Saturday, April 30, 2005
Name: Dagoba Chai
There was a small selection of these organic bars at Whole Foods. Some are single origin and some are flavored, like this one. Basically I see chocolate in two different ways, some chocolate is for snacking and some is for savoring. It expected this to be savoring chocolate, however, I found it to be extremely snackable.
The Chai bar is milk chocolate with chai spices and ginger. Opening the package I found the spicy aroma quite evident. Not overly any particular spice, it smelled more like a spice cupboard. A little like pumpkin pie, actually.
On the tongue the chocolate melts easily and is immediately sweet. The mix of flavor is not intense but really a great compliment.
I plan on buying some more Dagoba chocolate again. I think I’ll try their tasting squares.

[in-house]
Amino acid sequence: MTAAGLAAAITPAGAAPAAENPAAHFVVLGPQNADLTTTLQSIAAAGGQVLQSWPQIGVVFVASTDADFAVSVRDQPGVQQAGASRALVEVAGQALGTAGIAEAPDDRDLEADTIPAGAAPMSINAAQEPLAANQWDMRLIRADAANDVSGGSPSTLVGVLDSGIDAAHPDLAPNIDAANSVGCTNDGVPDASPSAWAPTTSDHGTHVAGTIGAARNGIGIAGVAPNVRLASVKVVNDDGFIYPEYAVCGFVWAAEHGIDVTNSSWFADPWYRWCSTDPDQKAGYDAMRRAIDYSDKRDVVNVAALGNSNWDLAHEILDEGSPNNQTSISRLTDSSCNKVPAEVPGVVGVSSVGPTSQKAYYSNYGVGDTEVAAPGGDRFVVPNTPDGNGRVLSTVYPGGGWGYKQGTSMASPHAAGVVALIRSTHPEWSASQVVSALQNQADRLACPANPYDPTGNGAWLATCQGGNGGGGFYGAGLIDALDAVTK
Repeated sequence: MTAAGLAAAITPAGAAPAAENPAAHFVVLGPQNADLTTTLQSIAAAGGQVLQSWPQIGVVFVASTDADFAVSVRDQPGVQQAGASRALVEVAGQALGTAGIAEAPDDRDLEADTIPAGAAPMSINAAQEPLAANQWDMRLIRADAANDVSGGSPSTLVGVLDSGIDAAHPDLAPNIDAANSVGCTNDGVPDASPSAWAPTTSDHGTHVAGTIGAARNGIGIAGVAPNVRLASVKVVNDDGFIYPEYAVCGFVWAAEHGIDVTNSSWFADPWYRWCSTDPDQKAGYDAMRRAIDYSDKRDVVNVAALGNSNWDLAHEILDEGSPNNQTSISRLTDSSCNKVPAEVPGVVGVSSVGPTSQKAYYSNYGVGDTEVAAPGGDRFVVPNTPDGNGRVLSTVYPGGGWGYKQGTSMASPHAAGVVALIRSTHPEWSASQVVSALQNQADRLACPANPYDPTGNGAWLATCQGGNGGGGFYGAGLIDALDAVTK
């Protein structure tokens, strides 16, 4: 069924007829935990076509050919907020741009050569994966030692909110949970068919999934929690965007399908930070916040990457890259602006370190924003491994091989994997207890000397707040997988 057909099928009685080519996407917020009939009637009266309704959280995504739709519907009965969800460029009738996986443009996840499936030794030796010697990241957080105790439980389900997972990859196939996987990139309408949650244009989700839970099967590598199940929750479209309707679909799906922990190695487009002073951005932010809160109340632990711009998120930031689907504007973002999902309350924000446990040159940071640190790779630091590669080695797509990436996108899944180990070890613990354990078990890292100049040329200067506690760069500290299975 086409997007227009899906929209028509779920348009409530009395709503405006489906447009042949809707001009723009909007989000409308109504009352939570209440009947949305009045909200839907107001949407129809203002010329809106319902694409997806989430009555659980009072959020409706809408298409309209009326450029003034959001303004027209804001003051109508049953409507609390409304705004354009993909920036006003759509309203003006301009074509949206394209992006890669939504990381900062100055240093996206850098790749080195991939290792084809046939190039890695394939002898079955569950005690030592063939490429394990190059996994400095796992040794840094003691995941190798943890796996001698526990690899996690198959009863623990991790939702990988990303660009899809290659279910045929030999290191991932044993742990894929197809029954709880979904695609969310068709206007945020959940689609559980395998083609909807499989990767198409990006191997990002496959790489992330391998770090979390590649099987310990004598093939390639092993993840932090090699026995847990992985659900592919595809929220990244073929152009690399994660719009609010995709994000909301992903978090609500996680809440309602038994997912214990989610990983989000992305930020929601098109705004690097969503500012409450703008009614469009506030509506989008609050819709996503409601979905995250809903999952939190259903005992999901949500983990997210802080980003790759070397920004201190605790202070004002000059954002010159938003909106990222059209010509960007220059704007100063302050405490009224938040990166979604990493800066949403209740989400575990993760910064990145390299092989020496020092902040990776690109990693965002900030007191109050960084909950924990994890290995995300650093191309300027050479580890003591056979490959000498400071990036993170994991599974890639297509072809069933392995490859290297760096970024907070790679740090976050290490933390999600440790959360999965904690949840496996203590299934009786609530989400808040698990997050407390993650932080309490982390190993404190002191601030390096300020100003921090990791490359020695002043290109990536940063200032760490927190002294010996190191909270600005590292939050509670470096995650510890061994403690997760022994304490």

Rating: 8 out of 10.
PS - One of the problems with this candy is that every time I hear the name or see it or type it, it reminds me of the Weird Al song called Yoda (to the tune of the Kinks’ Lola). It starts with the line, “I met him in a swamp down in Dagoba.”
Friday, April 29, 2005
Name: Hot Rings
I know last week I said that we shouldn’t be afraid of strange candy. I might have done something stupid.
I found these Lifesavers at the 99 cent store. Branded with a little Sega Sonic the Hedgehog, I’m thinking that there’s another Sonic game coming out. I bought it, thinking it was cinnamon. And we all know that Lifesavers don’t come in cinnamon. They should. Reeds come in cinnamon, and I love those.
Upon starting my little photo shoot I look at the package and see this:
Since you can’t see all of it, they’re running a contest and if you have the right wrapper, you can win a variety of prizes. All prizes must be claimed by MARCH 1995!
This roll of Lifesavers is more than 10 YEARS OLD! And cost 25 cents!
I’m not sure if Lifesavers spoil. What’s a better question is if these were ever any good. I unwrapped them and found milky yellow Lifesavers with red specs. They smelled a bit like mint. Again, I was expecting cinnamon. I put one in my mouth and it’s more like pineapple with a hit of chili to it. Really.